NeuroMathComp Laboratory, INRIA, Sophia Antipolis, CNRS, ENS Paris, Paris, France

Dept. of Mathematics, University of Nice Sophia-Antipolis, JAD Laboratory and CNRS, Parc Valrose, 06108, Nice Cedex 02, France

Abstract

We study the neural field equations introduced by Chossat and Faugeras to model the representation and the processing of image edges and textures in the hypercolumns of the cortical area V1. The key entity, the structure tensor, intrinsically lives in a non-Euclidean, in effect hyperbolic, space. Its spatio-temporal behaviour is governed by nonlinear integro-differential equations defined on the Poincaré disc model of the two-dimensional hyperbolic space. Using methods from the theory of functional analysis we show the existence and uniqueness of a solution of these equations. In the case of stationary, that is, time independent, solutions we perform a stability analysis which yields important results on their behavior. We also present an original study, based on non-Euclidean, hyperbolic, analysis, of a spatially localised bump solution in a limiting case. We illustrate our theoretical results with numerical simulations.

**Mathematics Subject Classification: **
30F45, 33C05, 34A12, 34D20, 34D23, 34G20, 37M05, 43A85, 44A35, 45G10, 51M10, 92B20, 92C20.

1 Introduction

The selectivity of the responses of individual neurons to external features is often the basis of neuronal representations of the external world. For example, neurons in the primary visual cortex (V1) respond preferentially to visual stimuli that have a specific orientation ^{2} of cortical surface, is assumed to consist of subgroups of inhibitory and excitatory neurons each of which is tuned to a particular feature of an external stimulus. These subgroups are the so-called Hubel and Wiesel hypercolumns of V1. We have introduced in

Our present investigations were motivated by the work of Bressloff, Cowan, Golubitsky, Thomas and Wiener

The aim of this paper is to present a rigorous mathematical framework for the modeling of the representation of the structure tensor by neuronal populations in V1. We would also like to point out that the mathematical analysis we are developing here, is general and could be applied to other integro-differential equations defined on the set of structure tensors, so that even if the structure tensor were found to be not represented in a hypercolumn of V1, our framework would still be relevant. We then concentrate on the occurence of localized states, also called bumps. This is in contrast to the work of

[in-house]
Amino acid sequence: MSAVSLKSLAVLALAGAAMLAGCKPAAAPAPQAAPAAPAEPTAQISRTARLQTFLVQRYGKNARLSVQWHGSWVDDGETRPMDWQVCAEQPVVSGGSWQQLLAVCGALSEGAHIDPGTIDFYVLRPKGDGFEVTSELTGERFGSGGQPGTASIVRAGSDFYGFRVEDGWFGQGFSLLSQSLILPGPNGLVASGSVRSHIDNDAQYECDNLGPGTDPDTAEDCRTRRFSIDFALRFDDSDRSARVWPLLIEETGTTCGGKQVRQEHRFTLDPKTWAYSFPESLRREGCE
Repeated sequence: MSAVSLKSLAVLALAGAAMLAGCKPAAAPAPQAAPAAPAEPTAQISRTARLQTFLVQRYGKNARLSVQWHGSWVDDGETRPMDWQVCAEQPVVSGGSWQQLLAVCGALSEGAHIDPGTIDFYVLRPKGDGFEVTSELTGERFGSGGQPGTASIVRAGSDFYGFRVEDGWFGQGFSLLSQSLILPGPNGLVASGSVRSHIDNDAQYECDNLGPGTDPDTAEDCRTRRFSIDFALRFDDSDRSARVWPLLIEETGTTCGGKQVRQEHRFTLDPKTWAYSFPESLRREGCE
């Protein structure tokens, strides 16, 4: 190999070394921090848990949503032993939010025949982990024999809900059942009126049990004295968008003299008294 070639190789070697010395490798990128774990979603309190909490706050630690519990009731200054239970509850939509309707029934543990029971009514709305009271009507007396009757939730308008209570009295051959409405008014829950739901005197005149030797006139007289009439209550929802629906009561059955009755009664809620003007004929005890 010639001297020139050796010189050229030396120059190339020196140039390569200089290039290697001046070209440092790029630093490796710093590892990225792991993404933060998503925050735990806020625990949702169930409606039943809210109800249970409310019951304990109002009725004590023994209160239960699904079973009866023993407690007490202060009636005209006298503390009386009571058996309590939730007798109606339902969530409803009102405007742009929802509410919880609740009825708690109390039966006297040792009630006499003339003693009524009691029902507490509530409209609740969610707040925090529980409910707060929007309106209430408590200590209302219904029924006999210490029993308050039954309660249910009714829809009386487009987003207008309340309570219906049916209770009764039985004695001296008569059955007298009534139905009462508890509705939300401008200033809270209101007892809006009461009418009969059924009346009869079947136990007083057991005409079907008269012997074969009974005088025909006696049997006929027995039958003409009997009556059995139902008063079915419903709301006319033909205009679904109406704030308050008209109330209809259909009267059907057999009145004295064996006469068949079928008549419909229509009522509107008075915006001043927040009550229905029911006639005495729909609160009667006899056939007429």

2 The model

By definition, the structure tensor is based on the spatial derivatives of an image in a small area that can be thought of as part of a receptive field. These spatial derivatives are then summed nonlinearly over the receptive field. Let

The gradient ^{
T
} indicates the transpose of a vector. The set of

where we have set for example:

Since the computation of derivatives usually involves a stage of scale-space smoothing, the definition of the structure tensor requires two scale parameters. The first one, defined by

By construction,

where

We assume that a hypercolumn of V1 can represent the structure tensor in the receptive field of its neurons as the average membrane potential values of some of its membrane populations. Let

The nonlinearity

where

The set

It is well-known

The isometries of

As shown in Proposition B.0.1 of Appendix B it is possible to express the volume element

We note

We get rid of the constant

In

where

The space

where

where we normalize to 1 the volume element for the

Let now

In

This equation is richer than the ring model of orientation as it contains an additional information on the contrast of the image in the orthogonal direction of the prefered orientation. If one wants to recover the ring model of orientation tuning in the visual cortex as it has been presented and studied by

and ii) to look at semi-homogeneous solutions of equation (4), that is, solutions which do not depend upon the variable

where:

It follows from the above discussion that the structure tensor contains, at a given scale, more information than the local image intensity gradient at the same scale and that it is possible to recover the ring model of orientations from the structure tensor model.

The aim of the following sections is to establish that (3) is well-defined and to give necessary and sufficient conditions on the different parameters in order to prove some results on the existence and uniqueness of a solution of (3).

3 The existence and uniqueness of a solution

In this section we provide theoretical and general results of existence and uniqueness of a solution of (2). In the first subsection (Section 3.1) we study the simpler case of the homogeneous solutions of (2), that is, of the solutions that are independent of the tensor variable

3.1 Homogeneous solutions

A homogeneous solution to (2) is a solution

where:

Hence necessary conditions for the existence of a homogeneous solution are that:

• the double integral (6) is convergent,

•

In the special case where

the second condition is automatically satisfied. The proof of this fact is given in Lemma D.0.2 of Appendix D. To summarize, the homogeneous solutions satisfy the differential equation: